CBD isolate products are least hyped compared to other CBD products. One of the reasons for that is probably the Entourage Effect. The famous theory suggests that hemp-derived compounds work synergistically to provide effects; thus, many consumers want to benefit from the combination of cannabinoids and possible boosted benefits of CBD rather than from an isolated compound (although it has its pros too, which we’ll cover below)
The theory dates back to 1998 when Professors Raphael Mechoulam and Shimon Ben-Shabat posited that the endocannabinoid system demonstrated an “entourage effect.” They suggested a variety of “inactive” metabolites and closely related molecules increased the primary endogenous cannabinoids’ activity, which could explain why botanica drugs were more efficacious than their isolated compounds.
Put simply, CBD isolate is the purest form of CBD. As the name suggests, CBD isolate contains no additives besides CBD molecules. CBD isolate comes either in powder or in a crystalline solid-state, and it contains 99% pure CBD. The Endoca Crystals, for example, are a form of CBD isolate. CBD isolate is easy to measure and use. Some of the most common methods of consuming CBD isolate are:
- Food→ CBD crystals or CBD powder are easy to add to all kinds of food
- Vaping→ The CBD crystals or CBD powder can be steeped into e-liquids.
- Dabbing → The CBD crystals or CBD powder can be “dabbed.” Dabbing is when you inhale a cloud of the smoke/vapor made by melting the concentrate.
- Adding the CBD crystals to a carrier oil→ The CBD crystals or CBD powder can be mixed with your carrier oil of choice. Usually, CBD oil is taken sublingually by holding a few drops of it beneath your tongue.
- Blending into skincare products→ The CBD crystals or CBD powder can even be infused into your favorite skincare products – and as we all know, maintaining a healthy, daily skincare regimen will keep your skin looking lush and beautiful!
CBD Isolate can be further used to create various products, including CBD oils and tinctures, softgels, edibles, and topicals. CBD isolate products don’t contain any other hemp-derived compounds rather than CBD.
Why do People Choose CBD Isolate?
Because of its many uses and applications, CBD isolate might be the perfect answer to your needs, but one of the most common reasons why people opt for CBD isolates is THC. As stated above, full-spectrum CBD products contain all active ingredients, including THC. Although CBD products contain non-psychoactive THC amounts, they still could, in theory, trigger a false positive drug test. Some consumers who like to avoid THC altogether and avoid testing positive for marijuana use on drug tests choose broad-spectrum and isolate.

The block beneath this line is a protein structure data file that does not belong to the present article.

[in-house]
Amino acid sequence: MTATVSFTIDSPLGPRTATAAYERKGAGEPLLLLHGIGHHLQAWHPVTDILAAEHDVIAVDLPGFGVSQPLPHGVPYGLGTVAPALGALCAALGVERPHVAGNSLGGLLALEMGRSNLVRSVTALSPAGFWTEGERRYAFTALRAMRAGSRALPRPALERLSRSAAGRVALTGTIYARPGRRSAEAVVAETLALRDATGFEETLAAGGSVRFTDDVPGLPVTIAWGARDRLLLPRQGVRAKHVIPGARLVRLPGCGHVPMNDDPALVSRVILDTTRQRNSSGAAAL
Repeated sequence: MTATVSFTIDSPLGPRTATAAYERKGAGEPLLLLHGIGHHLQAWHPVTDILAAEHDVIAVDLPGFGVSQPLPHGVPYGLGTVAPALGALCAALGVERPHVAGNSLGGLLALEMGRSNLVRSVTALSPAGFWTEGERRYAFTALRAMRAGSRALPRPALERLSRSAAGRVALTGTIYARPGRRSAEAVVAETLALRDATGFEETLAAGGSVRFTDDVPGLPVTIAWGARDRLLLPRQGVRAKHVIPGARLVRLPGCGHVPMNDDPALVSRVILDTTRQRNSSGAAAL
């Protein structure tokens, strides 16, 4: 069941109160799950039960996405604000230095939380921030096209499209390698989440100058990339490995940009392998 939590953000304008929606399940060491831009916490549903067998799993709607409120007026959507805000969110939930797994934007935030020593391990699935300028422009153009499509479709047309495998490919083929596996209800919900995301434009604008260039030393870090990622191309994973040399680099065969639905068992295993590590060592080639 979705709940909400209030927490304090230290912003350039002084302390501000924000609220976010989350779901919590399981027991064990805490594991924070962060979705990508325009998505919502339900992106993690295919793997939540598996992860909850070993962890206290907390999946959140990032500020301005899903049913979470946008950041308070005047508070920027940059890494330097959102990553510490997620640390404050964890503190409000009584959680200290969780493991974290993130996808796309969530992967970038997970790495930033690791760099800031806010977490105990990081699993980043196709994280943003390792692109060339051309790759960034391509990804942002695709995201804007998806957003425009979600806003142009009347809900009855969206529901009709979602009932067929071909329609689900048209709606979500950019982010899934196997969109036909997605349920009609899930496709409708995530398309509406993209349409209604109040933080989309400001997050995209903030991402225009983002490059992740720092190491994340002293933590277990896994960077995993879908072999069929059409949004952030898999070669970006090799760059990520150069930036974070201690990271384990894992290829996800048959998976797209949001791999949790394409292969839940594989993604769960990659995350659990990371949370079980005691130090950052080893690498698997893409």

Full Spectrum CBD
Unlike CBD isolate, and like broad-spectrum CBD, Full Spectrum CBD contains a wide range of cannabinoids, including CBG, CBC, CBN, CBGA. In contrast to broad-spectrum products, it contains trace amounts of THC (less than 0.3%). These compounds interact synergistically to create the famous “entourage effect.”
The THC content in full-spectrum CBD products must be below .2% in Europe and below .3% in the U.S.
In addition to the different cannabinoids mentioned above, cannabis contains other substances such as terpenes, vitamins, chlorophyll, and flavonoids. Each of these compounds has its distinct properties.
Full-spectrum CBD products come in various forms, such as:
- CBD oils and tinctures
- CBD capsules
- CBD edibles and gummies
- CBD topicals
While there’s no such thing as the best CBD product or a single way of using CBD, some aspects above can help you determine which CBD product is the best for your needs. The entourage effect suggests that CBD full-spectrum products have a more pronounced effect due to small amounts of THC and other hemp-derived ingredients. CBD Isolate can have its advantages, too, due to its versatility and THC-free experience, especially if you are afraid of testing positive for drug-test after ingesting trace amounts of THC. If you want to experience the effects of CBD, but avoid consuming THC, CBD isolate products are an excellent choice to see how CBD alone affects your body. Full-spectrum CBD is the way to go if you want to reap the benefits of the entourage effect and try various full-spectrum CBD product types available on the market. The alternative to full-spectrum CBD and CBD isolates is the broad-spectrum CBD which includes all naturally occurring compounds found in cannabis plants, including hemp, like terpenes and flavonoids, except for THC.
Bernard finds his passion in researching, creating and sharing content about medicinal cannabis and everything that relates to this mysterious and interesting plant. Besides the work he does as a microbiologist, Bernard is an inspiring blogger. He helps us to stay up-to-date about all trends and developments concerning CBD, medical cannabis, and much more. Do you have any questions? Feel free to contact us via the contact form or Bernard directly. Bernard can be reached directly by sending your message to [email protected]